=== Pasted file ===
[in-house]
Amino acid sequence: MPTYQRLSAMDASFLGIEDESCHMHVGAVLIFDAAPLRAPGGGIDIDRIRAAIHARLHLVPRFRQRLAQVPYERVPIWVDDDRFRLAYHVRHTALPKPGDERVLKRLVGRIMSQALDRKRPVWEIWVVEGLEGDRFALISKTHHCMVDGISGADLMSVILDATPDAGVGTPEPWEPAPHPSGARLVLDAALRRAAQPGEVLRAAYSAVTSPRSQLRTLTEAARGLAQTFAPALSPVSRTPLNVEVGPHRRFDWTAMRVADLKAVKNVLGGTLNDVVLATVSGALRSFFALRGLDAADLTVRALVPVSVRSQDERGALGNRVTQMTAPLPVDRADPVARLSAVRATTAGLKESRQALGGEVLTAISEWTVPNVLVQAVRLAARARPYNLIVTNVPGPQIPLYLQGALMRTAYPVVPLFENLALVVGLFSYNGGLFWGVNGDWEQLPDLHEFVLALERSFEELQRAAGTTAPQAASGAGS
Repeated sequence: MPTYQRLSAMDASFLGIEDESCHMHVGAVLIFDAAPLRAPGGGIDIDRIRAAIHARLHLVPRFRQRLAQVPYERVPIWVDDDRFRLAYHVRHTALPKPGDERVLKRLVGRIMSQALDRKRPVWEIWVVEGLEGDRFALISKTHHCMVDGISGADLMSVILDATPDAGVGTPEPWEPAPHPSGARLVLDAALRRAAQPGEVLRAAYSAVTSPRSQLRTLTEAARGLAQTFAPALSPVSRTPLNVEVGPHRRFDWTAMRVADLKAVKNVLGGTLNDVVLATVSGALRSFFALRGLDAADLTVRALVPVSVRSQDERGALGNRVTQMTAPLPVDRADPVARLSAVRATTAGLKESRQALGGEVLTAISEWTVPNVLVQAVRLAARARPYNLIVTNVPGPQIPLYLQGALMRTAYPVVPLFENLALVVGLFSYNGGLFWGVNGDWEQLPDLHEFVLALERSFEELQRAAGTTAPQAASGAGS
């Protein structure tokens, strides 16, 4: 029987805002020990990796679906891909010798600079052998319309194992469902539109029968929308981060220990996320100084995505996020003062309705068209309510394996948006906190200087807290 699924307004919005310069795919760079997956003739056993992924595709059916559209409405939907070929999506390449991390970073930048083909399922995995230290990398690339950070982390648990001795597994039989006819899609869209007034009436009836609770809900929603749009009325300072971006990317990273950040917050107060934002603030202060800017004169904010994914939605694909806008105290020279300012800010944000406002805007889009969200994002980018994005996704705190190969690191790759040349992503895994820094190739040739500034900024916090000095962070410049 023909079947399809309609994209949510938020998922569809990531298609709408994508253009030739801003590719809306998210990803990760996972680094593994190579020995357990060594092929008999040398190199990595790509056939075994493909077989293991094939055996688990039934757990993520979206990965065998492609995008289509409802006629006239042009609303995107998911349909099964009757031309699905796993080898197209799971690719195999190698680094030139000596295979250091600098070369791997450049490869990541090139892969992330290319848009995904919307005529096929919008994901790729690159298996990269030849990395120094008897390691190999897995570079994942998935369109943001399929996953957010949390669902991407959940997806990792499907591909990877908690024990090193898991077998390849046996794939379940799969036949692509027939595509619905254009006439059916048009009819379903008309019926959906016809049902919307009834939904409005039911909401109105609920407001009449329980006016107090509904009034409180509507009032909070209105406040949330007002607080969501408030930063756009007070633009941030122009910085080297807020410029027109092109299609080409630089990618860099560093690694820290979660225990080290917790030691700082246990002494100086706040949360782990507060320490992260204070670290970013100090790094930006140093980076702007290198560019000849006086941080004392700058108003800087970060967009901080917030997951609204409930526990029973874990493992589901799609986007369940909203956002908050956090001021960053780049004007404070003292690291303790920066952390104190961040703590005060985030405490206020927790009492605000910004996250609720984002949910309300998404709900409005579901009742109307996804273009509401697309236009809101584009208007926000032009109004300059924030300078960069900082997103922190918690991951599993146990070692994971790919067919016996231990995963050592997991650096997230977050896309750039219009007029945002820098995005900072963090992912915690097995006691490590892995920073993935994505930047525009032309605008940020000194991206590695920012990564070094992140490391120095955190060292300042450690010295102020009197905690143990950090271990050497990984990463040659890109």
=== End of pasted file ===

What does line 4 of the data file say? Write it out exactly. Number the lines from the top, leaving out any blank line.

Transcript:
């Protein structure tokens, strides 16, 4: 029987805002020990990796679906891909010798600079052998319309194992469902539109029968929308981060220990996320100084995505996020003062309705068209309510394996948006906190200087807290 699924307004919005310069795919760079997956003739056993992924595709059916559209409405939907070929999506390449991390970073930048083909399922995995230290990398690339950070982390648990001795597994039989006819899609869209007034009436009836609770809900929603749009009325300072971006990317990273950040917050107060934002603030202060800017004169904010994914939605694909806008105290020279300012800010944000406002805007889009969200994002980018994005996704705190190969690191790759040349992503895994820094190739040739500034900024916090000095962070410049 023909079947399809309609994209949510938020998922569809990531298609709408994508253009030739801003590719809306998210990803990760996972680094593994190579020995357990060594092929008999040398190199990595790509056939075994493909077989293991094939055996688990039934757990993520979206990965065998492609995008289509409802006629006239042009609303995107998911349909099964009757031309699905796993080898197209799971690719195999190698680094030139000596295979250091600098070369791997450049490869990541090139892969992330290319848009995904919307005529096929919008994901790729690159298996990269030849990395120094008897390691190999897995570079994942998935369109943001399929996953957010949390669902991407959940997806990792499907591909990877908690024990090193898991077998390849046996794939379940799969036949692509027939595509619905254009006439059916048009009819379903008309019926959906016809049902919307009834939904409005039911909401109105609920407001009449329980006016107090509904009034409180509507009032909070209105406040949330007002607080969501408030930063756009007070633009941030122009910085080297807020410029027109092109299609080409630089990618860099560093690694820290979660225990080290917790030691700082246990002494100086706040949360782990507060320490992260204070670290970013100090790094930006140093980076702007290198560019000849006086941080004392700058108003800087970060967009901080917030997951609204409930526990029973874990493992589901799609986007369940909203956002908050956090001021960053780049004007404070003292690291303790920066952390104190961040703590005060985030405490206020927790009492605000910004996250609720984002949910309300998404709900409005579901009742109307996804273009509401697309236009809101584009208007926000032009109004300059924030300078960069900082997103922190918690991951599993146990070692994971790919067919016996231990995963050592997991650096997230977050896309750039219009007029945002820098995005900072963090992912915690097995006691490590892995920073993935994505930047525009032309605008940020000194991206590695920012990564070094992140490391120095955190060292300042450690010295102020009197905690143990950090271990050497990984990463040659890109």